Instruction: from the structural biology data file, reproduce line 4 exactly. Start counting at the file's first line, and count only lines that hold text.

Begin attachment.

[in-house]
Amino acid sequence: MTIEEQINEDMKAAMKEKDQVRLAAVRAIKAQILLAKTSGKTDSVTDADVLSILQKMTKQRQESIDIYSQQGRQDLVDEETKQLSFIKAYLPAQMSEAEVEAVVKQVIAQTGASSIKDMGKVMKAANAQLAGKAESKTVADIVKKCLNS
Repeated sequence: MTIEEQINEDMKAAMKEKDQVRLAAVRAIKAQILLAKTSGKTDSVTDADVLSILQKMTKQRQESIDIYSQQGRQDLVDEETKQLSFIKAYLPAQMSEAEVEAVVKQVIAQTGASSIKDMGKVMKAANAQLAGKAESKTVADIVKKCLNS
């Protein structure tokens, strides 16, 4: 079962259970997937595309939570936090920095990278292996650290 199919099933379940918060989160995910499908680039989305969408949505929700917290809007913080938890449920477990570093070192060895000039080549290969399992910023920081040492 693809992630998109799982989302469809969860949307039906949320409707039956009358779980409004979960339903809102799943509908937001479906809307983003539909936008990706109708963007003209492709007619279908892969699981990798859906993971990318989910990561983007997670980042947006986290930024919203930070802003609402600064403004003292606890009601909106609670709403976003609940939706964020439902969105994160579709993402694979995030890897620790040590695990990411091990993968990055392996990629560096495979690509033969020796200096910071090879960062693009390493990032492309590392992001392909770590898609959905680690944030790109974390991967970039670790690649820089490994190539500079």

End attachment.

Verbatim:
């Protein structure tokens, strides 16, 4: 079962259970997937595309939570936090920095990278292996650290 199919099933379940918060989160995910499908680039989305969408949505929700917290809007913080938890449920477990570093070192060895000039080549290969399992910023920081040492 693809992630998109799982989302469809969860949307039906949320409707039956009358779980409004979960339903809102799943509908937001479906809307983003539909936008990706109708963007003209492709007619279908892969699981990798859906993971990318989910990561983007997670980042947006986290930024919203930070802003609402600064403004003292606890009601909106609670709403976003609940939706964020439902969105994160579709993402694979995030890897620790040590695990990411091990993968990055392996990629560096495979690509033969020796200096910071090879960062693009390493990032492309590392992001392909770590898609959905680690944030790109974390991967970039670790690649820089490994190539500079």